Showtime Revives Peak Prince With Sign O' the Times Concert Film
Prince commands everything in Sign O' the Times, his best film apart from Purple Rain.
Thirty years after its original U.S. theatrical run and 26 after it was last shown on cable, Prince’s 1987 concert film Sign o' The Times returned to Showtime's schedule last month. If you don’t recall, Sign o' The Times is the film that occurred after Under The Cherry Moon, Prince’s idea of a romantic comedy. Less a full-blown cinematic film as that and Purple Rain, Sign o' The Times instead focuses strictly on the music. Much like many Prince things from the ‘80s you wanted to hide from your parents, it became a cult classic on VHS.
The most important distinction? It is the greatest Prince movie, ever. Yes, Purple Rain is sentimental but if you love Prince for all things eclectic and to watch the peak of his powers, it would be the 1987 film that still isn't on DVD. And maybe won't be On Demand for much longer.
Sign o’ The Times, shot in June 1987, plays out exactly as a concert film would, even with Prince’s sly sense of humor. Prince and company make themselves the central focus, not the crowd that may be taking all of this in for the first time. His hair is frocked and most of the time he doesn’t spend onstage performing songs like “House Quake” and “Sign o' The Times,” he’s staring at the actions of his band through wire-rimmed glasses. Prince had many a debonair look in his time but his take on being a pensive Dick Tracy is maybe Top 10 all-time, if not Top 5.
Throughout its 85-minute runtime, Sign o' The Times sticks to being a full-on showcase for Prince’s musicianship. Shelia E commands the drums where Prince sarcastically announces into the mike, “Pretty good, for a girl.” The Lovesexy Band plays on, Dr. Fink being the lone holdover from The Revolution, and songs like “I Could Never Take the Place of Your Man” get elongated guitar solos. During “Hot Thing,” he can wiggle and gyrate with a wind machine and smoke behind him.
Whereas his Purple Rain character, The Kid, played up tension onstage in nearly every song, here Prince reins himself in and makes silliness, sensuality, and perfectionism his own bag. During the dance routine for “Hot Thing,” he casually slides underneath his female dancer to rip off her skirt before she begins chasing him around the stage. It’s Looney Tunes when you think of it, her as a bikini-clad Wile E. Coyote and him a fast-paced RoadRunner who can’t help but do the splits.
Not lost on anyone in the audience is that, as concerts go, this is Prince's tour de force. Given that the Sign o' The Times tour never made it to America, it is made to feel like how we all envision Amsterdam in our minds. There’s still gaudiness from the neon driven set design and costume. The outrageousness that would have shocked someone in the ‘80s is now more of an understood zeal.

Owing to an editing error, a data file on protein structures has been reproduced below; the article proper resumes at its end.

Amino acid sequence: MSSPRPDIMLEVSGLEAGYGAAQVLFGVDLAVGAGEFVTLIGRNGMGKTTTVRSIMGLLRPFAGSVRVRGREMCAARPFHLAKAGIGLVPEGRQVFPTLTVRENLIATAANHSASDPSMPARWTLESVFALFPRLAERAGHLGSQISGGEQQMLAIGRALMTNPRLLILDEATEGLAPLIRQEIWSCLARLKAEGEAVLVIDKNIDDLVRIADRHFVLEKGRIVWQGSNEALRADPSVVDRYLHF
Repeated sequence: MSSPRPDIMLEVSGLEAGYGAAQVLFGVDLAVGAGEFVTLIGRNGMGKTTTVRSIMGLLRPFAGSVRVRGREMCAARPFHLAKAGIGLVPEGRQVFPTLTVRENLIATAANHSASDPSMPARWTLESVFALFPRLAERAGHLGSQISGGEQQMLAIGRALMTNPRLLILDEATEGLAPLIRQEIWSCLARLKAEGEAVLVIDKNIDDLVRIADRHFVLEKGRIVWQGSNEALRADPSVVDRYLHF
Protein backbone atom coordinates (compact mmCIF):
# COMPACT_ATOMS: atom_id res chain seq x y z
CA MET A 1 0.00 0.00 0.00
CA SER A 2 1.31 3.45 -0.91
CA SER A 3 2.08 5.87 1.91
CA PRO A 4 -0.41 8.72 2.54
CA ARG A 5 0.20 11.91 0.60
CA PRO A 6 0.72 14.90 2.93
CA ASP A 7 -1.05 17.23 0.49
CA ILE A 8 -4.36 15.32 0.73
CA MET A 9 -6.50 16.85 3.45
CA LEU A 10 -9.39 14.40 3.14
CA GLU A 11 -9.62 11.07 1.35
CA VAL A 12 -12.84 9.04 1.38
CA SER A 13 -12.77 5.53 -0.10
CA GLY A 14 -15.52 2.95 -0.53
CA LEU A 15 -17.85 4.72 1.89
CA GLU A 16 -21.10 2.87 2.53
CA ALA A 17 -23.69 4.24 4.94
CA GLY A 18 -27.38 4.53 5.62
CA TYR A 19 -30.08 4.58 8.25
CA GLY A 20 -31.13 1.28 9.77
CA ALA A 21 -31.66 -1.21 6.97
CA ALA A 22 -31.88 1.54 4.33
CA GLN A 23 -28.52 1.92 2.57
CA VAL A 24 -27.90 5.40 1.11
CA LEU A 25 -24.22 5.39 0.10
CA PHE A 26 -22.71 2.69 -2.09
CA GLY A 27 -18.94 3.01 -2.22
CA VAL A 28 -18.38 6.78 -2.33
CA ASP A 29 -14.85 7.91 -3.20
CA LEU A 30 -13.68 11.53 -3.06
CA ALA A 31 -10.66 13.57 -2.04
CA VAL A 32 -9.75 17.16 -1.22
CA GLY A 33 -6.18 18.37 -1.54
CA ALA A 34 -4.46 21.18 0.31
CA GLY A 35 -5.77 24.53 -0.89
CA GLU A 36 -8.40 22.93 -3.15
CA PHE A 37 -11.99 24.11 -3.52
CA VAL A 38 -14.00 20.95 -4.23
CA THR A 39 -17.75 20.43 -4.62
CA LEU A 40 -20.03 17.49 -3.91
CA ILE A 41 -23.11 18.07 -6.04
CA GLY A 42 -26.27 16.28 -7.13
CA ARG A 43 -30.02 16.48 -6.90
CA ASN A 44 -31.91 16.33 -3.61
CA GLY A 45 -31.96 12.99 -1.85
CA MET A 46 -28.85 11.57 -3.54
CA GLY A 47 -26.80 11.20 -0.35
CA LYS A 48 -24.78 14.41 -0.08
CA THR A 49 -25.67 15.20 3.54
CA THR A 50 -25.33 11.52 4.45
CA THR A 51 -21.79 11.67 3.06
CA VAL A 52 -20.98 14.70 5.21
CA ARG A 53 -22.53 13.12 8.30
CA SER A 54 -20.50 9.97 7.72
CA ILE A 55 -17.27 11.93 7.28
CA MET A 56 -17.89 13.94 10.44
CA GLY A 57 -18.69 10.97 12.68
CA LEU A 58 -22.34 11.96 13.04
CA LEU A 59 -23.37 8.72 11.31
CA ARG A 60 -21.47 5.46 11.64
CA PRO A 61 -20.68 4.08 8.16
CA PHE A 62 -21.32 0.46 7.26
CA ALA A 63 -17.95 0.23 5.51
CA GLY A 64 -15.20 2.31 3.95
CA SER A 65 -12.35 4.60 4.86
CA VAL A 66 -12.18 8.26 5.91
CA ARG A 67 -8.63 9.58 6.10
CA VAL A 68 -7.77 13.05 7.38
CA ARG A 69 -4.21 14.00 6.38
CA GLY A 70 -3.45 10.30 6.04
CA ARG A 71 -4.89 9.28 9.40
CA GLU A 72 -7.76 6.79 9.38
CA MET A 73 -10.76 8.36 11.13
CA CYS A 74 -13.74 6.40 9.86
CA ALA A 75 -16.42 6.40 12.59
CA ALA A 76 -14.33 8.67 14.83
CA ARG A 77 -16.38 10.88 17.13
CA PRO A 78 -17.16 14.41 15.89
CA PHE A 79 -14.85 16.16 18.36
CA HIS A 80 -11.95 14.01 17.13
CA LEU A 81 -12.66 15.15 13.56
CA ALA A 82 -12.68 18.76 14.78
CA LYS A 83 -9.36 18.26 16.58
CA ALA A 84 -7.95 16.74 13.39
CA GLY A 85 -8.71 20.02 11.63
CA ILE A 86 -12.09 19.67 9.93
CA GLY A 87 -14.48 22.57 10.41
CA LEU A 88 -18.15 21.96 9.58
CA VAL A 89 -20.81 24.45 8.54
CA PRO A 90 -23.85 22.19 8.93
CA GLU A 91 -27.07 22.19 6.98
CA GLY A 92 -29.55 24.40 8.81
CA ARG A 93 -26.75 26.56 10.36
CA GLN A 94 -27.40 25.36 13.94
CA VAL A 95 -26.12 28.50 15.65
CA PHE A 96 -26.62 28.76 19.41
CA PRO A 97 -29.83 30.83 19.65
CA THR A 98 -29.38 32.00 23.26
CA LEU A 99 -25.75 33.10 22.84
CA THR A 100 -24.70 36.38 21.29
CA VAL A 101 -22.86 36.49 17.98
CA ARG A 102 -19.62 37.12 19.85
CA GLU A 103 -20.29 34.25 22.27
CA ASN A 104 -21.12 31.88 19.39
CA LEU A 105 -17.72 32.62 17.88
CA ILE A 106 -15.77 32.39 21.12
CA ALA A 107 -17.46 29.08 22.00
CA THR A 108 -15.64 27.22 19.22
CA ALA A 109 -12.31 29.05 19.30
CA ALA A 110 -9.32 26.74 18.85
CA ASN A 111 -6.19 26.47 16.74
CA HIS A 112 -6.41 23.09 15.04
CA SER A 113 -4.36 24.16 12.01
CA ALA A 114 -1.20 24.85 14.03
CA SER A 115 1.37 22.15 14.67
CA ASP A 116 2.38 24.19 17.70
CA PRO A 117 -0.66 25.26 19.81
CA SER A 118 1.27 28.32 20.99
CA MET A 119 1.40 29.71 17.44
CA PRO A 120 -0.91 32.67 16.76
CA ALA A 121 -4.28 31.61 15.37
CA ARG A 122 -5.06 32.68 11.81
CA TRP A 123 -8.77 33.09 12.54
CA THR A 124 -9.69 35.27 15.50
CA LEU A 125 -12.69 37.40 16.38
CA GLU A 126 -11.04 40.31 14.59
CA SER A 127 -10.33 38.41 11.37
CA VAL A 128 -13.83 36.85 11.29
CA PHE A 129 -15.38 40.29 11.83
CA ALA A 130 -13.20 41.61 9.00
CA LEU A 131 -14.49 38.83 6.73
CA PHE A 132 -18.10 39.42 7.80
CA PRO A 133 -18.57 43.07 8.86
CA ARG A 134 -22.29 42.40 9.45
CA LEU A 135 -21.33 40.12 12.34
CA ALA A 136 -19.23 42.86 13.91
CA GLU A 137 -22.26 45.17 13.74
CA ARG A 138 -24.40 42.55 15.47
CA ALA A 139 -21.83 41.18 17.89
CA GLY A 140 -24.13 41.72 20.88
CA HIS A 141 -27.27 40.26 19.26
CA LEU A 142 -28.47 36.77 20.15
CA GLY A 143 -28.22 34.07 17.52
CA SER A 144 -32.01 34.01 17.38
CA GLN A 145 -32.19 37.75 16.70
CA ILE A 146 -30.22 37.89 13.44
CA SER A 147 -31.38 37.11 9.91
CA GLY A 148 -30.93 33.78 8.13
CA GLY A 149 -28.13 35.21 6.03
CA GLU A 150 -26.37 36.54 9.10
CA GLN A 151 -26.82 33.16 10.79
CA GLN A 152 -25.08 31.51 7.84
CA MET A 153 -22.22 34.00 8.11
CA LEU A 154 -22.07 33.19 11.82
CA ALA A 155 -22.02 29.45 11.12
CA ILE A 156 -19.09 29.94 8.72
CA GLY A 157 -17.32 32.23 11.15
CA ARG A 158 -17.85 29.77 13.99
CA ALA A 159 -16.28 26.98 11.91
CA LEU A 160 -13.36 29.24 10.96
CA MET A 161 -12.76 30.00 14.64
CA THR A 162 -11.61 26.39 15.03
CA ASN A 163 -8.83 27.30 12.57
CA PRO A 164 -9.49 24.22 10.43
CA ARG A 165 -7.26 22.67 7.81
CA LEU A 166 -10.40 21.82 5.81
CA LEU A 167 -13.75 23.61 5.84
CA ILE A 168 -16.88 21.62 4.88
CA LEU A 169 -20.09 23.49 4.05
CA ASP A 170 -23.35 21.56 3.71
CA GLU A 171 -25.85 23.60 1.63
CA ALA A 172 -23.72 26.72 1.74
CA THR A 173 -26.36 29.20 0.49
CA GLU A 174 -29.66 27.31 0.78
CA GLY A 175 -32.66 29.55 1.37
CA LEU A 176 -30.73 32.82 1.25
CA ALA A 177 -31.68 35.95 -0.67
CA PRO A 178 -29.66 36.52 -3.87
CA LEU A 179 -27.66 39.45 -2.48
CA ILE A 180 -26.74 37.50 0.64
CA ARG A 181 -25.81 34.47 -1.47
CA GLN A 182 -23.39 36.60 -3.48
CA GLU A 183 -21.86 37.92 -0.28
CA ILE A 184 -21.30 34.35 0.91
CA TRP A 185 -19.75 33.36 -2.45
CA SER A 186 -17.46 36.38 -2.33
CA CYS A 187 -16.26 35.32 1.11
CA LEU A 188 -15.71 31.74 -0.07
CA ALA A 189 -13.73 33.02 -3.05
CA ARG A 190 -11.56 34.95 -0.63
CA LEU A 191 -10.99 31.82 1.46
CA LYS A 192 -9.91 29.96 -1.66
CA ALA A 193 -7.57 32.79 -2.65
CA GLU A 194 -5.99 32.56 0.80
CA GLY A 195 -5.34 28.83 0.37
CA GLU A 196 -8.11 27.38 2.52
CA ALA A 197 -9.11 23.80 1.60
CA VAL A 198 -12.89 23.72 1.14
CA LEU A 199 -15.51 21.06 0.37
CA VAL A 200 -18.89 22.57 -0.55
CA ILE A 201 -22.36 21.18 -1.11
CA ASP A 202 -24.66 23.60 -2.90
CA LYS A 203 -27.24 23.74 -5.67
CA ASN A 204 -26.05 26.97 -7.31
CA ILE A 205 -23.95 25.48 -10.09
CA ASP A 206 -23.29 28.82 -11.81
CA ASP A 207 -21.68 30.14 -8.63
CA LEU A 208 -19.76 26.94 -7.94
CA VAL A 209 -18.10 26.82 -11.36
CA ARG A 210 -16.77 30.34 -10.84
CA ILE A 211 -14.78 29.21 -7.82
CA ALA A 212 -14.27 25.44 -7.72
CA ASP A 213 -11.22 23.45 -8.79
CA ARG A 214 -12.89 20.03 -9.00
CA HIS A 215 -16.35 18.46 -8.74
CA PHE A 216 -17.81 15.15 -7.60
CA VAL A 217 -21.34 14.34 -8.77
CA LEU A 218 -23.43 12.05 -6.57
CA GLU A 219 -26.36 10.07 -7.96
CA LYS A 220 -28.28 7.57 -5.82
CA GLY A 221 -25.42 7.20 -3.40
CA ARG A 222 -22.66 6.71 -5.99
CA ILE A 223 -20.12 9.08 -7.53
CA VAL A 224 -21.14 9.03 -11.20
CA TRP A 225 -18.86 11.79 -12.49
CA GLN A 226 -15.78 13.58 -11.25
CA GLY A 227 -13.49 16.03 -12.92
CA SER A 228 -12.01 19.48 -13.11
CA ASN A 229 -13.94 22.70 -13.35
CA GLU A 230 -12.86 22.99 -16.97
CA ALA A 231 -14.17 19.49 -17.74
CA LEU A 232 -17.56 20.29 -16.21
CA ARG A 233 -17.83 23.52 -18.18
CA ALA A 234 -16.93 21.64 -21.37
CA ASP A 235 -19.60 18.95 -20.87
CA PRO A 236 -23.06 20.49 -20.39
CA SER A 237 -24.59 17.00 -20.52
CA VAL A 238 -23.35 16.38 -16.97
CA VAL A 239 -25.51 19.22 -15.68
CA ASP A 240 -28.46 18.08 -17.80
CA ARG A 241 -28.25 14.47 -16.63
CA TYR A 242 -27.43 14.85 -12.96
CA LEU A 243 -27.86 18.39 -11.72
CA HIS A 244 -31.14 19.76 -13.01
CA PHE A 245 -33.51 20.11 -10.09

In truth, Sign O' the Times in 2017 works not just as a showcase for how bloody great Prince was but is a coming-out party for Shelia E’s drum codas and Cat (and pretty much everything Shelia E and Cat). The only piece of film that feels grainy is the performance of “U Got The Look” with Sheena Easton, which may be some of the only footage taken from the concerts in the Netherlands and Belgium. Everything else looks and sounds remastered and pops, mainly due to the fact that the majority of the film was shot at Prince's Paisley Park Studios. Every peace symbol, every falsetto, and every spin move makes the audience lose it considerably. When he and Cat begin their dance for “If I Was Your Girlfriend,” the crowd is rooting for her to finally bed Prince.
Much as at many moments of his career, Prince lets the women of his band take center stage. Boni Boyer absolutely dominates “Forever In My Life” as Prince takes the stage in a bellhop outfit I secretly wish I could borrow for Halloween. Without her, Shelia and Cat, the film wouldn't feel as joyous or capture exactly what made Prince, well, Prince. You have the multi-instrumentation, the careful and meticulous nature of directing the band in various costumes and characters. But those three women own the stage every time the camera pans toward them. As a production, Sign O' the Times feels big, and its face, a man who could dance better in platform heels than I ever could, is at the absolute top of his game. The film married all of Prince's particulars — jazz, funk, R&B, even a little gospel. Spirited pulls in each of these directions can be found in the zany performances of "If I Was Your Girlfriend" and the Charlie Parker cover of "Now's the Time."
Jazzy, vibrant and driven, Sign o’ The Times pulls off the rarest of feats. It is a concert film that gives power to the songs that were already created, creating a world that you wish existed and could last forever.
Sign O' the Times airs several times across the Showtime family of networks between 10:30 a.m. today and October 14. See sho.com for details.